Ontroerend Goed, the Belgian theatre collective behind Sirens, are known for confronting and shocking their audience. True to form, Sirens certainly has challenging moments – including a bombastic opening and some authentically disturbing snapshots of everyday sexism.
Sirens unashamedly and unapologetically proclaims that, yes, today we still have to fight against a tired tradition of sexism. It admits that it can only speak from its own privileged European perspective. It reminds us that women can be the perpetrators of dull cultural mythologies about our own sex. It records the complexities and contradictions of being a woman today: hating other women for hating other women, or criticising attractive female celebrities whilst also claiming to be a champion of the feminist cause.
But Sirens didn’t shock me. I felt as though we were reminded of some important realities, but that we hadn’t been told anything new. As a self-identifying feminist, I will read writers who argue and debate about contemporary feminism, and I will dutifully go to see a performance about feminism at Summerhall.
It is tempting to re-shelve some aspects of the work as past-it ’80’s feminism, particularly after a section dedicated to delivering misogynist jokes, deadpan. Then I remember all the sexist jokes and comments I struggled to tolerate while working in a bar last year. And the other day, I bristled when a female colleague of mine insisted on showing me videos of Taylor Swift dancing like a twit on a loop edited together by some online benefactor.
Altogether, Sirens is a series of concertos that are harmoniously blended and discordantly jarred, creating an explosive cacophony of narrative and choral wonder. It is artistically and structurally stunning, yet it is not seeking to creative new narratives for its audience, nor is it attempting to find a new audience.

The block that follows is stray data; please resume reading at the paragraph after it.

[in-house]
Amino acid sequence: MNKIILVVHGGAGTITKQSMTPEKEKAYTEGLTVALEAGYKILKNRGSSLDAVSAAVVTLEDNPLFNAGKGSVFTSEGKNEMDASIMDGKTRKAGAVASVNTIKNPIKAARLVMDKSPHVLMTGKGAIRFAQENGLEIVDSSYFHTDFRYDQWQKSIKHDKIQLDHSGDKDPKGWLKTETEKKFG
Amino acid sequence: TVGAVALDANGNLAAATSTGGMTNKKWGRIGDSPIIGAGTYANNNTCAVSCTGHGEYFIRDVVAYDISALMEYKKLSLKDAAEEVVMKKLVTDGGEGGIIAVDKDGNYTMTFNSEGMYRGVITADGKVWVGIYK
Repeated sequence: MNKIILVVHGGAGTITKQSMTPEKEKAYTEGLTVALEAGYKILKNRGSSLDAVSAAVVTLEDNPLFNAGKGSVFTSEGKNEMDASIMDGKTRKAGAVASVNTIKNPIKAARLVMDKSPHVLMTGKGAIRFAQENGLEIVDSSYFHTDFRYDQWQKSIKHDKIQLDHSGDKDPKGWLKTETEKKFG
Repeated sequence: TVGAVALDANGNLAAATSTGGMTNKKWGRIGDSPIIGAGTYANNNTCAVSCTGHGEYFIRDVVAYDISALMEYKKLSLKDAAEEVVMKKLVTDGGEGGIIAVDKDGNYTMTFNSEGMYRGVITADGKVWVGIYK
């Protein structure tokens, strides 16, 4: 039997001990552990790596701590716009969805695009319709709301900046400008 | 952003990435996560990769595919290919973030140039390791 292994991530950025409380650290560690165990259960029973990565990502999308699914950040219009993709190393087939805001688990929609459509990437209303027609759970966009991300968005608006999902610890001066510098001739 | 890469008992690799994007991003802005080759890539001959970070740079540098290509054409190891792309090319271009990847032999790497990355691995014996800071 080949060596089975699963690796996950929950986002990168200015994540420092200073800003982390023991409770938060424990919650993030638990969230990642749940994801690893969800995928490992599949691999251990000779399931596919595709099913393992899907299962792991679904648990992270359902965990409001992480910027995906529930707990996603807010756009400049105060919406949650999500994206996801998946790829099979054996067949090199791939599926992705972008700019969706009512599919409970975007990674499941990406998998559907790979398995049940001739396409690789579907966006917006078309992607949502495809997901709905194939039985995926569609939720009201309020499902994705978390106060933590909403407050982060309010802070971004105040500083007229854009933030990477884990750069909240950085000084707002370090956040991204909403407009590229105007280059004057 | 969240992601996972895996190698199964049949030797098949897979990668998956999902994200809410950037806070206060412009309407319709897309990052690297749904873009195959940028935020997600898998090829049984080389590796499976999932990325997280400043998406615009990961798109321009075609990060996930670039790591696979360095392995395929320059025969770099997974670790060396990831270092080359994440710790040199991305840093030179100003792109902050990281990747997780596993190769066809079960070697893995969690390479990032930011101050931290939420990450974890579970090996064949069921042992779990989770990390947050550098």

It is hard to pin down exactly why I felt this. I like to go into shows without any expectations, so I Googled Ontroerend Goed only after watching. I found out that Sirens was directed by Alexander Devriendt, the artistic director of Ontroerend Goed. I was surprised that a man had directed it. Admittedly, this sounds like a regressive observation. Why shouldn’t a man direct a piece about the female experience, performed by females, with female testimonies? It is actually quite refreshing, even necessary. Male directors have directed feminist works many times before. But the difference with Sirens is that, throughout, the performance appears to signify as a true testimony of what it is to be a woman.
In a way, this means that it achieves what it sets out to do, but I still felt duped. Not because I don’t think a man should direct a performance about feminism. Not because I think that the female voice is misrepresented when a man directs it. It is because Sirens intends to present the plurality of female testimony, but there is no male perspective. The final line in the publicity statement for Sirens is: ‘We’re sirens. And the stage is ours.’ Surely part of the female experience is also part of the male experience somehow? Ordinarily there is no reason why there should be a male voice, but since the director of the production is male and one of the dramaturgs, Joeri Smet, is male, it makes the work slightly disingenuous. So if Sirens self-identifies as a work that speaks wholly through the female voice, it does not come across as entirely believable.
Of course, it is still important to talk about existing sexism and to come to an understanding about contemporary feminism. Sirens is an empowering production that achieves this through bold, engaging performances from the cast.
However, I felt a good deal less empowered at the end of the performance when a grinning man turned to his female friend and said: ‘So do you feel empowered?’ I turned to my male friend and repeated the same question. He replied that he felt most decidedly the opposite.